On Thursday night the evening went on longer than I would have thought. Still going backwards, the last opening I attended that night was at Catalog Gallery. If you’ve never heard of the place, I doubt you’re the only one; if you have heard of the place, I am guessing you were born in the 90s. There were some paintings in the front room by Andrew Young, and while polite convention would lend to comments like “technically good” and “new figurative,” the bulk of action stayed in the backroom by the kegs and DJ. In some ways, the work was primarily conservative compositions of the young and jaded, so a nice parallel was drawn from the room in the front to the room in the back, but I don’t know if that was intentional.
I had been having a conversation in the back room of another gallery earlier that night, chatting with new and old acquaintances at grunt gallery that also seemed oblivious to the show in the front space. Christoph Runné’s video installation maybe did not warrant any impassioned discussions, but a good chat was had about the tight parameters of critical discourse in Vancouver. I was told a possibly true story about others in accountable positions who were a bit too vocal of dis-satisfactions. They were scolded by members of the higher echelons to stop this impolite behavior, who were only trying to help the misguided young person. I believe the moral of the story was that Vancouver isn’t critiqued enough.
Earlier down the street, Ian Wallace appears for the second time with his new solo showing, Masculin/Féminin, at Catriona Jeffries. In comparison, his collaboration with Neil Wedman at Surrey looked really interesting, and if you have seen both, you will know what I mean. Wallace has more than proved himself to be an important figure to Vancouver’s art history, but this new work came off as derivative of successful Wallace’s from times past, and I am disappointed.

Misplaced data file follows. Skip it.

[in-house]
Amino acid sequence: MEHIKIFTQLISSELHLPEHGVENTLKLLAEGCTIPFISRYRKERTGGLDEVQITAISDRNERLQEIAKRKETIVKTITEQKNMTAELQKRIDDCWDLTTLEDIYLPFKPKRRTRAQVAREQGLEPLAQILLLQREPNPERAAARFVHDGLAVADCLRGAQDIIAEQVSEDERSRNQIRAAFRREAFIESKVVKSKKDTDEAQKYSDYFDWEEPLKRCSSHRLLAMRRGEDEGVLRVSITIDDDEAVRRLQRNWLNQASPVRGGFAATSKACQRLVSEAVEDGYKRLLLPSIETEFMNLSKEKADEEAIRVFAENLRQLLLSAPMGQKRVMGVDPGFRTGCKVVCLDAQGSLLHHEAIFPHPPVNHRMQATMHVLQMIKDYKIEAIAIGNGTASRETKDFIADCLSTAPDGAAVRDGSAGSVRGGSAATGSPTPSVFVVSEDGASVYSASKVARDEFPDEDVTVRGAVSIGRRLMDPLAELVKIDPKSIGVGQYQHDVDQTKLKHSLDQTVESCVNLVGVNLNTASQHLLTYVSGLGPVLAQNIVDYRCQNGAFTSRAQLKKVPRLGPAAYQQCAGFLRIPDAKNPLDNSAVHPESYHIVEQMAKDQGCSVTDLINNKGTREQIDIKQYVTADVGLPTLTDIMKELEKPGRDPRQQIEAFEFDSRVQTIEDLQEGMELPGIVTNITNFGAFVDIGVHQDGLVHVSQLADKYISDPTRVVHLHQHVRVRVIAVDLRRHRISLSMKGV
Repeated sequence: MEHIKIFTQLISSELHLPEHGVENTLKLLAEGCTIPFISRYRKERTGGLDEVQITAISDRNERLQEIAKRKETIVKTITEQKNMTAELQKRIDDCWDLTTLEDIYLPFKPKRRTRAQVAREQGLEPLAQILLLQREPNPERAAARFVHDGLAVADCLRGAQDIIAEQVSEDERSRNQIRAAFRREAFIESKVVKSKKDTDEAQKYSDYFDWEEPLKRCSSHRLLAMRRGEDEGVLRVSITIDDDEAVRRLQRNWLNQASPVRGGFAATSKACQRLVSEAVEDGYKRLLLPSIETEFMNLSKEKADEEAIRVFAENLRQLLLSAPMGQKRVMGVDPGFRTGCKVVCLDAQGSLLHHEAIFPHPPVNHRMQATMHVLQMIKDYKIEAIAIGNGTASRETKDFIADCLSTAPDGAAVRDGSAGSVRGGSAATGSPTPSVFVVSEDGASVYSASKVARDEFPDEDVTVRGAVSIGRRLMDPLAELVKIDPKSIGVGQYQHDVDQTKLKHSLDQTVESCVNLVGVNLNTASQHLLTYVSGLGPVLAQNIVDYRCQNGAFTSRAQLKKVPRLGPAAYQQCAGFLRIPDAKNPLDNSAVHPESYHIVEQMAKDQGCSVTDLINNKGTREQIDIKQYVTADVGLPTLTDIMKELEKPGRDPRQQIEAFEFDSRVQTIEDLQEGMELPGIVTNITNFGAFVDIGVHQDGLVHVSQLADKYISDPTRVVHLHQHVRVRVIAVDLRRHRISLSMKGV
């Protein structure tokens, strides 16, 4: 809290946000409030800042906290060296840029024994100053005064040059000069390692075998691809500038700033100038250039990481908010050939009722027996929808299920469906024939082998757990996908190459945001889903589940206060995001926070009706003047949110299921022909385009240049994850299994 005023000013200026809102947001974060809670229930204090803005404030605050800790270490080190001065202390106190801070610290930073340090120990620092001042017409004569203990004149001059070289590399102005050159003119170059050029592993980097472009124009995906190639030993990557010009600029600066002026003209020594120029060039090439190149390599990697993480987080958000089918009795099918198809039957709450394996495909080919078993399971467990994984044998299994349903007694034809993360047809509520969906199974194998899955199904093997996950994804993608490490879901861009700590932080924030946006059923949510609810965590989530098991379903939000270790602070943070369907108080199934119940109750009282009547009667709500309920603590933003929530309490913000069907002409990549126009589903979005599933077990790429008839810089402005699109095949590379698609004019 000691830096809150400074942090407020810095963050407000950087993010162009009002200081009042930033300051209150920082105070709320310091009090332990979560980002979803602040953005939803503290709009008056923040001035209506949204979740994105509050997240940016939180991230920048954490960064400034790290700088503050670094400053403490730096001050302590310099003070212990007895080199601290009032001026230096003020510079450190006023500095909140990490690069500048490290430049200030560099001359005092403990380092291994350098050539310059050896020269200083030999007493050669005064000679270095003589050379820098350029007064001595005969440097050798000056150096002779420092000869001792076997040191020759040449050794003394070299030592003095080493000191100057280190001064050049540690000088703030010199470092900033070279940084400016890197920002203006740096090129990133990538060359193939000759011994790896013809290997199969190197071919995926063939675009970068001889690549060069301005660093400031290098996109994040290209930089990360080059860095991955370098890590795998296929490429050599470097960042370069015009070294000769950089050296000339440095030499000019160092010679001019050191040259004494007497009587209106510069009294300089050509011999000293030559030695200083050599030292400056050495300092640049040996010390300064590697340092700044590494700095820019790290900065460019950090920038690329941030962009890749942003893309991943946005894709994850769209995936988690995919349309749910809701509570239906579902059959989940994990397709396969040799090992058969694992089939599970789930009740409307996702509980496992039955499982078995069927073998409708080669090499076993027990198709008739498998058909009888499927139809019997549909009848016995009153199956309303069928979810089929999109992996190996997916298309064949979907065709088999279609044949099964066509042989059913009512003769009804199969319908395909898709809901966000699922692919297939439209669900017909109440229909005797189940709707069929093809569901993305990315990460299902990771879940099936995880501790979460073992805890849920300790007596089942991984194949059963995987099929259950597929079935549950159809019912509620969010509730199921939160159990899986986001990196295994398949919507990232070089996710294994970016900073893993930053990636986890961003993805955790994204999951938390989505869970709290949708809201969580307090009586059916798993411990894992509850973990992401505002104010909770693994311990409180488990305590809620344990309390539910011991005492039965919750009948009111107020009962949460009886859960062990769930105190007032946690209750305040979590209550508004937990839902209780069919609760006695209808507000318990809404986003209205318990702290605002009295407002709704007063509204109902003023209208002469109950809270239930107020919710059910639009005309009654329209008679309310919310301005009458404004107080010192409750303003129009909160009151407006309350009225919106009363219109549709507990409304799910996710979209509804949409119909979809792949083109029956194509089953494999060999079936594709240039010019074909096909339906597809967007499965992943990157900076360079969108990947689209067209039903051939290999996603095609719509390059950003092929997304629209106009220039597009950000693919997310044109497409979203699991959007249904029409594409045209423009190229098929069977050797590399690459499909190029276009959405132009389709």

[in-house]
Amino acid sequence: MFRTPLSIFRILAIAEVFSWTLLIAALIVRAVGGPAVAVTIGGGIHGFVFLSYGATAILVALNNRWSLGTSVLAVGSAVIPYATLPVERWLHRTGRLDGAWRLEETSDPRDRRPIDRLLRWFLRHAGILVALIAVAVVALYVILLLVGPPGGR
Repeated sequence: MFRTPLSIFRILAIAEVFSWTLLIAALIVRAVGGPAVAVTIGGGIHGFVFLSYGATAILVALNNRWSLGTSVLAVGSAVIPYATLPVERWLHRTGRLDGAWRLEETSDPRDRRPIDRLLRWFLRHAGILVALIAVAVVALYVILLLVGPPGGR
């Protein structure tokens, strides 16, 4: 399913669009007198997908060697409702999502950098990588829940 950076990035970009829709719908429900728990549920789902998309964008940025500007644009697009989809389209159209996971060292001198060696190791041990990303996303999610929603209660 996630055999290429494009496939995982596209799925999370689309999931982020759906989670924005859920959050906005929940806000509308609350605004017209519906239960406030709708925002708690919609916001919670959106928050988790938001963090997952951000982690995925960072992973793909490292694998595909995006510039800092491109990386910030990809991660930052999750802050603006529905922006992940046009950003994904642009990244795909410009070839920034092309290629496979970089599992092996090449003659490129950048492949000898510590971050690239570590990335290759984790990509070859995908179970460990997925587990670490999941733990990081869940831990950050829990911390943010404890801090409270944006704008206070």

Image credit: Ian Wallace, from series Masculin/Féminin
And the night that never seemed to end started at CAG for a talk/response to Corin Sworn’s Endless Renovation by Nancy Gillespie. Gillespie’s advertised credentials caught my attention, as they were relating to past doctoral research on some of my favorite writers that shattered the limits of English poetics such as Djuna Barnes and Mina Loy. But beware of credentials. Endless Renovation may currently exist as an installation, but the work began as a performance of Sworn’s now-recorded disjunctive monologue. Having traveled from warm receptions at Glasgow International and TATE Modern, the majority of discussions relating to Endless Renovation have been focused primarily on the visual references in how we construct and construe meaning, and no exceptions were made at the CAG as Gillespie also sidestepped any poetics analysis in favour of New Lacanian readings. In my humble opinion, New Lacanian theories exists only to postulate Old Lacanian theories as still relevant. Perhaps I’m old-fashioned in desiring a discussion of literary strategies employed throughout Sworn’s text, but hey, New Criticism is still younger than Old Lacanian theory.
And at the beginning of it all, I started the exercise with energy on Wednesday at UBC. I wrote a full account that can be read here.